The other day, within a span of five minutes, I witnessed two complete strangers act in a manner that suggested they were very angry. I was in the passenger seat of my dad’s car when he nosed out onto a rural highway in order to make a left turn. It was a tricky turn because of a forest obstructing the view of traffic on the little highway, so “nosing out” is really your only option. Trouble is, by the time your nose is out, you are committed. A car was approaching at a safe distance, and pops made the turn. The other driver, upon seeing the “nose out,” sped up rather than slow down, blasting his horn as he swerved around us.
My cousin Brad was following us to our next destination. We passed through a green light at an intersection. Brad drove through the yellow light behind us. A man waiting at the red light shot Brad the bird. The guy was just sitting there. He had zero skin in the game. No animals were injured in the making of. We stopped for gas and Brad asked, “Why are people so angry?”
Why are people so angry?
There are lots of studies and theories floating around as to the reasons people have lost their damn minds:
-Courtesy of reality TV, the haves flaunt their private islands, gold toilet seats and private jets in the living rooms of the have-nots.
-Thanks to mobile devices and Wi-Fi we have instant access to every catastrophe on the globe in real time.
-Stupid people get ahead.
-Nice people get cancer.
-The Green Bay Packers do not win every Super Bowl.
Some people believe we’re out of control because our water is fluoridated, our food is poisoned and we listen to hip-hop. Others say it’s because we’re godless or religious, pre-menstrual or post-menopausal, low T or over-caffeinated. You know what I think? It’s not in our water, ears, body chemistry or floating in the sky. It’s linguistic.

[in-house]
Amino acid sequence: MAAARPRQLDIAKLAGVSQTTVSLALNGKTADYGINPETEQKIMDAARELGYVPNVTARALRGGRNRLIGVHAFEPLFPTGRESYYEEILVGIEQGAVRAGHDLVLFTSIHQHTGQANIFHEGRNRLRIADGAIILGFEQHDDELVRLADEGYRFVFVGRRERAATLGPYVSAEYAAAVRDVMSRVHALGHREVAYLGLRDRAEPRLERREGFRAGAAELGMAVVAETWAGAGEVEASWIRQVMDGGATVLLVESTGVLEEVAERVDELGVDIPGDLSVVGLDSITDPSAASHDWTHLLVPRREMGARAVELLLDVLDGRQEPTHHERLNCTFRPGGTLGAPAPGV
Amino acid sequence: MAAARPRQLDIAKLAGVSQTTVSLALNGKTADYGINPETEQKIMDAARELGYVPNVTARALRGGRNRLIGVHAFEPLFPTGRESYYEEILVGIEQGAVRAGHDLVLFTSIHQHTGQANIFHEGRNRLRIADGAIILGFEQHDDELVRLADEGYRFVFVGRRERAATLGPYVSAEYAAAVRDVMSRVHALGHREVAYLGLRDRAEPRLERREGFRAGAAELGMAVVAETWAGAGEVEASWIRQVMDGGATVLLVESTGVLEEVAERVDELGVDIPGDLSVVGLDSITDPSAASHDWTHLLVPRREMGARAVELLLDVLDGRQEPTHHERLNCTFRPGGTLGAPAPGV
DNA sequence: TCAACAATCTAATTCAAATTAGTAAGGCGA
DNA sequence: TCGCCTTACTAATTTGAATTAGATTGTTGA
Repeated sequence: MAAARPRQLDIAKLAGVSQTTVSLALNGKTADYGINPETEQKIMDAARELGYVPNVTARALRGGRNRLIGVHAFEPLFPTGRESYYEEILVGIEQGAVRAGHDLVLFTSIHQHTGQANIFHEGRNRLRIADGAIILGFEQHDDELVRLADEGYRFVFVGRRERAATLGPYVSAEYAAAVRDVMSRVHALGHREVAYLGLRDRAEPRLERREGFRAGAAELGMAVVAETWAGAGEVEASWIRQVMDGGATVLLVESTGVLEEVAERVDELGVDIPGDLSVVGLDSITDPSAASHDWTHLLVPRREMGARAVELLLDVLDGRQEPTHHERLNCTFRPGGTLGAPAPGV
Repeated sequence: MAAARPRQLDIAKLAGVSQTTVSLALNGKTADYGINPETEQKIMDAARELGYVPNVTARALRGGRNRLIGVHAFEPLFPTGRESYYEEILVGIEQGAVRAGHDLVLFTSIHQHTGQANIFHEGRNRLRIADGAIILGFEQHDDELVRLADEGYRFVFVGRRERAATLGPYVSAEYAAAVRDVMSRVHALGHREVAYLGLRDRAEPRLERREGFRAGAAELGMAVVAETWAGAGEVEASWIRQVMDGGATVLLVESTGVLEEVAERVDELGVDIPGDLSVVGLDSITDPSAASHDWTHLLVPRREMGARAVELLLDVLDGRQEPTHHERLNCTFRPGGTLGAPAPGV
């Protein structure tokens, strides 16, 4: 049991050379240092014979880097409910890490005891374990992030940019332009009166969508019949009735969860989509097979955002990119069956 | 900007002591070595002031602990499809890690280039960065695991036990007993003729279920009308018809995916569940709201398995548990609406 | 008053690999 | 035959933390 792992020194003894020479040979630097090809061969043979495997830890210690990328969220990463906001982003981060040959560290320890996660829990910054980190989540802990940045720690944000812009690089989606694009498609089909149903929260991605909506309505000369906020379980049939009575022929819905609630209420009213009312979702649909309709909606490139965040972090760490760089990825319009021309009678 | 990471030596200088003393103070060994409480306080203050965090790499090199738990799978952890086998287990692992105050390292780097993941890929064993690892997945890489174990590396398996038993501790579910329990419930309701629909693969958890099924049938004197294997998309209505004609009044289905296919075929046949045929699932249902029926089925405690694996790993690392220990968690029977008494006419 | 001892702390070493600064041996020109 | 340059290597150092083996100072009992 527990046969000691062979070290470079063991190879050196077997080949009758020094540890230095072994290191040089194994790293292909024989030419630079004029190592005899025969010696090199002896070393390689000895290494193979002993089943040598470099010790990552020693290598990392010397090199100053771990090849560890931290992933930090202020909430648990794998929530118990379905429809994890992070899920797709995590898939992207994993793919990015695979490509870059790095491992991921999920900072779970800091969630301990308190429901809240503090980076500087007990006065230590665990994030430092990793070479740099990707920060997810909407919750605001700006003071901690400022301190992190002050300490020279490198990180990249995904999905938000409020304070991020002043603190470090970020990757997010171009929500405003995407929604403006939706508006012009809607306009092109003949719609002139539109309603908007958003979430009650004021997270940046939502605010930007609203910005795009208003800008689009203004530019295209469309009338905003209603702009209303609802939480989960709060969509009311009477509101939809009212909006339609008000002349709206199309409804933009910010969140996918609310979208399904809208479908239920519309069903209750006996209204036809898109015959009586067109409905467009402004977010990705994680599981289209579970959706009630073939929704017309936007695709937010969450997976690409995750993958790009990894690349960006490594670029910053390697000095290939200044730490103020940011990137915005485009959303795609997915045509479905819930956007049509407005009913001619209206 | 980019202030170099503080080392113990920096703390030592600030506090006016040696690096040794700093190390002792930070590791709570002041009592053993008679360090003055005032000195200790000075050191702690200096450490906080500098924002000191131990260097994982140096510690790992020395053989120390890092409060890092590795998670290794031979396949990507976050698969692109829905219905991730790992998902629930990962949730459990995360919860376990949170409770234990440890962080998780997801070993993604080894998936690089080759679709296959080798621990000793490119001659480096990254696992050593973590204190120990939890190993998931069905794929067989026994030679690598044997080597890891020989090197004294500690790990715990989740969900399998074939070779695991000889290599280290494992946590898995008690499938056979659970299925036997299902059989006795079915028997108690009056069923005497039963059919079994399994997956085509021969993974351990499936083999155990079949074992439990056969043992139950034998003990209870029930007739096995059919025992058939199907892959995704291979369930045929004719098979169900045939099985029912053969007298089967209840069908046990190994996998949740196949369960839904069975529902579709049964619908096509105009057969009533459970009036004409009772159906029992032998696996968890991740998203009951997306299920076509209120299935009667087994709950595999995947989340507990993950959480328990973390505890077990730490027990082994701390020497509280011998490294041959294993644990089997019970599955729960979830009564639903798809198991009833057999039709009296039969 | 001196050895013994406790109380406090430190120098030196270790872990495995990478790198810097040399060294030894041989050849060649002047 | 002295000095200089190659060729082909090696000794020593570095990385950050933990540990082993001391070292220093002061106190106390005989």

I’d like to find the person who decided we must be passionate about everything and punch him in the snout. You can’t write a resume, business letter, commencement speech or recipe without telling the world you’re passionate about whatever it is you’re writing, selling, preaching and eating at any given moment.
Passionate, adjective. Showing or caused by strong feelings or a strong belief. Synonyms: intense, vehement, heated, emotional, heartfelt, excited, adrenalized, fervid, frenzied, fiery, consuming, violent.
Believe it or not there is such a thing as a “passionate chef,” a cook who is adrenalized by mollusks, while others get emotional over kale. I saw a listing for a house in Wauwatosa the other day, a “passionate ranch.” I typed “passionate about” into the Google search bar and the first things that cropped up were passionate about work, life, baking and learning. In that order.
Forget for a moment that the most searched “passionate about” term on Google is “passionate about work.” Work! No wonder we’re grumpy. Next up, passionate about life. What does that even mean–you really really want to live? Most people do, which is why they flounder and thrash when they fall into a lake and can’t swim. I could even buy that a person lives life passionately—implying to me, at least, that they regularly touch other humans, their eyes flash when they’re angry v. those of a mannequin and they can dance the tango.